Remarkable Ohio

Results for: french-indian-war
115 N. Williams Street
Paulding

, OH

Named for John Paulding, a Revolutionary War soldier whose capture of a British spy implicated Benedict Arnold in treason, Paulding County was formed in 1820 from the last remaining unorganized area of Ohio. Sparsely settled, it remained under the jurisdiction of Wood County until 1824 and then Williams County until 1839. Paulding’s first county seat was established at New Rochester in 1839, then moved to Charloe in 1841. Neither village exists today. Centrally-located Paulding Center became the county seat in 1851, and a courthouse was built the following year. The present courthouse, built during the region’s timber boom of the late 19th century, was designed by architect Edward Oscar Fallis and patterned after his Lenawee County courthouse in Adrian, Michigan. The four-faced Romanesque style building was completed in 1888 at a cost of $40,000. It was listed on the National Register of Historic Places in 1974.

Near 3119 Prairie Road
Wilmington

, OH

Near this site in October 1786 General Benjamin Logan with an army of 700 Kentucky volunteers camped on their way to destroy seven Indian towns in the Mad River Valley. During the night a renegade deserted the camp to warn the Indians. The army burned 200 cabins and 15,000 bushels of corn before returning. Later this site became an important survey point.

23253 SR-83
Coshocton

, OH

Lt. Col. Henry Bouquet with 1500 British regulars and American militia penetrated the Ohio wilderness to crush Chief Pontiac’s Indian conspiracy. Here at the forks of the Muskingum River during October and November, Bouquet subdued the Delawares, Senecas, and Shawnee without firing a shot, secured the freedom of every colonial captive, and obtained promises of peace–a feat unequaled in colonial American history.

3518 St. Lawrence Drive
Toledo

, OH

Near this site scout Peter Navarre built in 1807 a log cabin close by an Ottawa Indian Village of 60 whitewashed cabins. Here he maintained friendly relations between white settlers and Chief Autokee. The 1833 Treaty of Maumee gave 320 acres of this region to the Indians who later sold the isle for $1,000. Presque Isle is now at the heart of Port of Toledo activity.

7983 S Wiswell Road
Windsor

, OH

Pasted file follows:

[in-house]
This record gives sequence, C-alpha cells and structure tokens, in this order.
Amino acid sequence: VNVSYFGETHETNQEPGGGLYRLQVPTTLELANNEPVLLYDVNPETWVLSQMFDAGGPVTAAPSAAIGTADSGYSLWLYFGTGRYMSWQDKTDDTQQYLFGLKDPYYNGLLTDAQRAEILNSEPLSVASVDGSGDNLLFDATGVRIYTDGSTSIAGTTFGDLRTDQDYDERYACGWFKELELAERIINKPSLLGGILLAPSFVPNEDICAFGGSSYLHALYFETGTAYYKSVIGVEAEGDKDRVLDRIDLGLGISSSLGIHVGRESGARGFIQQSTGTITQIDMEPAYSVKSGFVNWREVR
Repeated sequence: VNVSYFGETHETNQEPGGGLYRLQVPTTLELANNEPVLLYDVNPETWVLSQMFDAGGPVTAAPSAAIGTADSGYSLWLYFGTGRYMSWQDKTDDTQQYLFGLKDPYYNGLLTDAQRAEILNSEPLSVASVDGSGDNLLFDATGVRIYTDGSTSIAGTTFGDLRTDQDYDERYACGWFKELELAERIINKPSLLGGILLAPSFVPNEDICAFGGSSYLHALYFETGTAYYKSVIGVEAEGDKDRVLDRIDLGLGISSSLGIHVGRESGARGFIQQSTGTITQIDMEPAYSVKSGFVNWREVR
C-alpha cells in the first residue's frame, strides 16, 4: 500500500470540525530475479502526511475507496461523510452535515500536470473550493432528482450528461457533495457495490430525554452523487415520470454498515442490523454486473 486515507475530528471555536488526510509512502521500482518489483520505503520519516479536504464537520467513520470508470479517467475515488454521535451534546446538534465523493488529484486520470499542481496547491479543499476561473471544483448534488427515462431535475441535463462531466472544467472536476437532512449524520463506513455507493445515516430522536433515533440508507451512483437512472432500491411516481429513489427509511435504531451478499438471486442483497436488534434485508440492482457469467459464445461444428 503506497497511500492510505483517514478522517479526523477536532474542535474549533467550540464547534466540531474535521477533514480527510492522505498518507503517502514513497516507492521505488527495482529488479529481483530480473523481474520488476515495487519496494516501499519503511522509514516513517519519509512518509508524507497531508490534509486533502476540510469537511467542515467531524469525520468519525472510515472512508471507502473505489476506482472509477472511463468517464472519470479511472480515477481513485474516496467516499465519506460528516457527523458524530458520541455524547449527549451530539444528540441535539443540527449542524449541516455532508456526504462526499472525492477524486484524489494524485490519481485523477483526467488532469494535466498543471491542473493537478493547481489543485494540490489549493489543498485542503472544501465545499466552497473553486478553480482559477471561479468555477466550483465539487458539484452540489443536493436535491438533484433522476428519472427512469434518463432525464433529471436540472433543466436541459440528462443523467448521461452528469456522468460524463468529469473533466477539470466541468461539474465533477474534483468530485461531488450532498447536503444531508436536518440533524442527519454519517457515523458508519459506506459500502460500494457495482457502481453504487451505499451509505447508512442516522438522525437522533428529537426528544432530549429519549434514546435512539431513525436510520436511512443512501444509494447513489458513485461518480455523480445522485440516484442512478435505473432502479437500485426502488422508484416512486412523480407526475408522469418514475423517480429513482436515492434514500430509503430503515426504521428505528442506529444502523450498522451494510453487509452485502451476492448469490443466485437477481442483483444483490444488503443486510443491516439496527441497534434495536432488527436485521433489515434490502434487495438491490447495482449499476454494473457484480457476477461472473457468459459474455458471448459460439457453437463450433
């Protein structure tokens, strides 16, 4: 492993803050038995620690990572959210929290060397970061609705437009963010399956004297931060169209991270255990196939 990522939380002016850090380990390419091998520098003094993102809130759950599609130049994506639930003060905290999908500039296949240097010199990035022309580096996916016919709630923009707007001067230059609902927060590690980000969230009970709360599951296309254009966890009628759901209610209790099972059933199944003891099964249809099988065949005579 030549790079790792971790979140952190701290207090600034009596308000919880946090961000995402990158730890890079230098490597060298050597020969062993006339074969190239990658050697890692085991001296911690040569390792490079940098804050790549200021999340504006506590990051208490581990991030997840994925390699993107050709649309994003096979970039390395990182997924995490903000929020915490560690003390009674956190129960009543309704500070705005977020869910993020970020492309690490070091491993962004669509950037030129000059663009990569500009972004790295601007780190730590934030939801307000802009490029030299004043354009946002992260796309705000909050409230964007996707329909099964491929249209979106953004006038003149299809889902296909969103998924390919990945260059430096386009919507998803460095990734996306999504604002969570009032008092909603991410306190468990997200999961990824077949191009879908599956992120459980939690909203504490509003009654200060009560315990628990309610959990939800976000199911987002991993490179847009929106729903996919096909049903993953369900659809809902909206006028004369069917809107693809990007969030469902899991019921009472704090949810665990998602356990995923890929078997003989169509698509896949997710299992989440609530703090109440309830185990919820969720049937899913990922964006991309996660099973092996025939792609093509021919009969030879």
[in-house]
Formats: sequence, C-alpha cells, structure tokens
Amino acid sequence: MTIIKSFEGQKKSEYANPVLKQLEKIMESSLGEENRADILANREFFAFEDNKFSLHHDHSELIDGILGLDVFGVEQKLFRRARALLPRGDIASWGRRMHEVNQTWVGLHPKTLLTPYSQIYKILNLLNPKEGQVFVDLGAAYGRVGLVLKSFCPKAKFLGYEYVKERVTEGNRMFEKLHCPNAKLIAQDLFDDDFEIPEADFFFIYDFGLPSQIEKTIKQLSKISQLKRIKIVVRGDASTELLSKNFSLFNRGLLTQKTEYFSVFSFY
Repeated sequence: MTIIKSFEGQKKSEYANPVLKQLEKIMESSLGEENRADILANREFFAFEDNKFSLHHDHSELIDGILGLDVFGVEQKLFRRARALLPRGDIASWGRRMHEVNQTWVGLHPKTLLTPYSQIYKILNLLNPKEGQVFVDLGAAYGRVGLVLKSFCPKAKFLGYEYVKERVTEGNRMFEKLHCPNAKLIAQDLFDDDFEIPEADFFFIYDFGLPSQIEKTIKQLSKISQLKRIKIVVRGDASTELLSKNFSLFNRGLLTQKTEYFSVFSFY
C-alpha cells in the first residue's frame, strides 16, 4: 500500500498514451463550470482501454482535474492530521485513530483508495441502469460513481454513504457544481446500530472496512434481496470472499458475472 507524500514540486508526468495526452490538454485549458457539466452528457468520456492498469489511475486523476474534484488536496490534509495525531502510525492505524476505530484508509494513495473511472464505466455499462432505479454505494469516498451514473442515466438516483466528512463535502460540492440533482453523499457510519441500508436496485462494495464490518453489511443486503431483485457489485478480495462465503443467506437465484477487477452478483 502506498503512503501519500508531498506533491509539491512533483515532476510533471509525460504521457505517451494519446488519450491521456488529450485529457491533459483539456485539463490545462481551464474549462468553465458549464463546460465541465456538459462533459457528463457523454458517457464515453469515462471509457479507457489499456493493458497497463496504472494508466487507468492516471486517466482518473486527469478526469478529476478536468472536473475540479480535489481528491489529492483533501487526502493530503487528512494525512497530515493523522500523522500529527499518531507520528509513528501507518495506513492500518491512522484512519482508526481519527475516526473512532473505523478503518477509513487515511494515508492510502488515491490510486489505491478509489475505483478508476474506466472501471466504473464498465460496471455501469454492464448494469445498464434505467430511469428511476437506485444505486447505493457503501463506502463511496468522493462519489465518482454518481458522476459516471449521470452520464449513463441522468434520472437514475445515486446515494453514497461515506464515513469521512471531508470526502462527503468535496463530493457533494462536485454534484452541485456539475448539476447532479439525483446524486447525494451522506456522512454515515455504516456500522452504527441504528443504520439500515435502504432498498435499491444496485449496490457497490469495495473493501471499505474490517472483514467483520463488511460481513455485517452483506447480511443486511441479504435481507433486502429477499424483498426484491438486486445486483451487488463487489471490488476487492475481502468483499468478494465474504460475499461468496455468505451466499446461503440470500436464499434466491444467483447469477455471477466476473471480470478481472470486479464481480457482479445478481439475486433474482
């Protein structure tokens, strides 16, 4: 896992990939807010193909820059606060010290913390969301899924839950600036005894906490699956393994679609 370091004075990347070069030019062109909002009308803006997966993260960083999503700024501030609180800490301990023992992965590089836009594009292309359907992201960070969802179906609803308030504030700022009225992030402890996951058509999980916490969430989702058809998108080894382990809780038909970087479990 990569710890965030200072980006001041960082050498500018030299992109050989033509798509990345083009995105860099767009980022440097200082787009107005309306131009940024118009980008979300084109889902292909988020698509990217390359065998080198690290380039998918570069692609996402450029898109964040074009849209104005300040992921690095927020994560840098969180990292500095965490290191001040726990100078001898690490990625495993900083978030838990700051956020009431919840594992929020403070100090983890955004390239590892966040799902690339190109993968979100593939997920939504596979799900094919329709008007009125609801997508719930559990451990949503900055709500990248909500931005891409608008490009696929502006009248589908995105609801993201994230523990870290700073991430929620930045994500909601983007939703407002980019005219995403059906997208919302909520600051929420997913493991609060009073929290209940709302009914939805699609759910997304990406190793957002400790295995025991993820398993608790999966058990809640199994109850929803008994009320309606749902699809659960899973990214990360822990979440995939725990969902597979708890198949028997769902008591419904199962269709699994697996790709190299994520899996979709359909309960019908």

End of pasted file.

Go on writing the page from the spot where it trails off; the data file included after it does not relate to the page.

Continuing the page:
The prehistoric Erie Indians built a fortification across this neck of land sometime before 1650. A low wall is all that remains today of a stockade where earth had been piled at the base of posts. The stockade and the naturally steep embankments of the ridge provided a safe location for an Indian village.

514 Diagonal Road
Akron

, OH

You are standing on the famous portage, carrying-place between the Cuyahoga and Tuscarawas rivers. The two streams and the portage across the watershed formed an early route between Lake Erie and the Ohio River. First the Indians, then French and English traders and trappers, and finally American settlers and travelers carried their canoes and packs across this narrow strip of land in passing, by way of the rivers, between northern and southern Ohio. The portage was a part of the defined boundaries in the treaties with the Indians made at Fort McIntosh (1785), Fort Harmar (1789), and Green Ville (1795). Use of the portage was discontinued in 1827 when the Ohio and Erie Canal was built along the old trail. Today, modern Akron streets–Portage Path and Manchester Road–follow the approximate route of the original portage.

15 S Lisbon St
Carrollton

, OH

Major Daniel McCook of Carrollton and his 9 sons and their cousins, the 5 sons of Dr. John McCook of Steubenville, won popular acclaim for their outstanding service in the United States Army and Navy. “Tribe of Dan” Maj. Daniel: mortally wounded at Buffington Island. Maj. Latimer: a surgeon. Brig. Gen. George: early regimental commander. Midshipman John: died at sea. Brig Gen. Robert: murdered by guerrillas. Maj. Gen. Alexander: commander of the 20th Corps. Brig. Gen. Daniel Jr. mortally wounded at Kenesaw Mt. Maj. Gen. Edwin: served under Grant and Sherman. Pvt. Charles: killed at Bull Run. Col. John: seriously wounded in Virginia.

5589 OH 124
Portland

, OH

Brigadier General Albert G. Jenkins of Virginia, with 350 Confederate cavalrymen, crossed the Ohio River near this point on September 3, 1862, and advanced to Racine. After occupying the town for a few hours and after seizing a dozen horses, the troops re-crossed the river at Wolf’s Bar. This was the first invasion of Ohio soil by Confederate troops during the Civil War.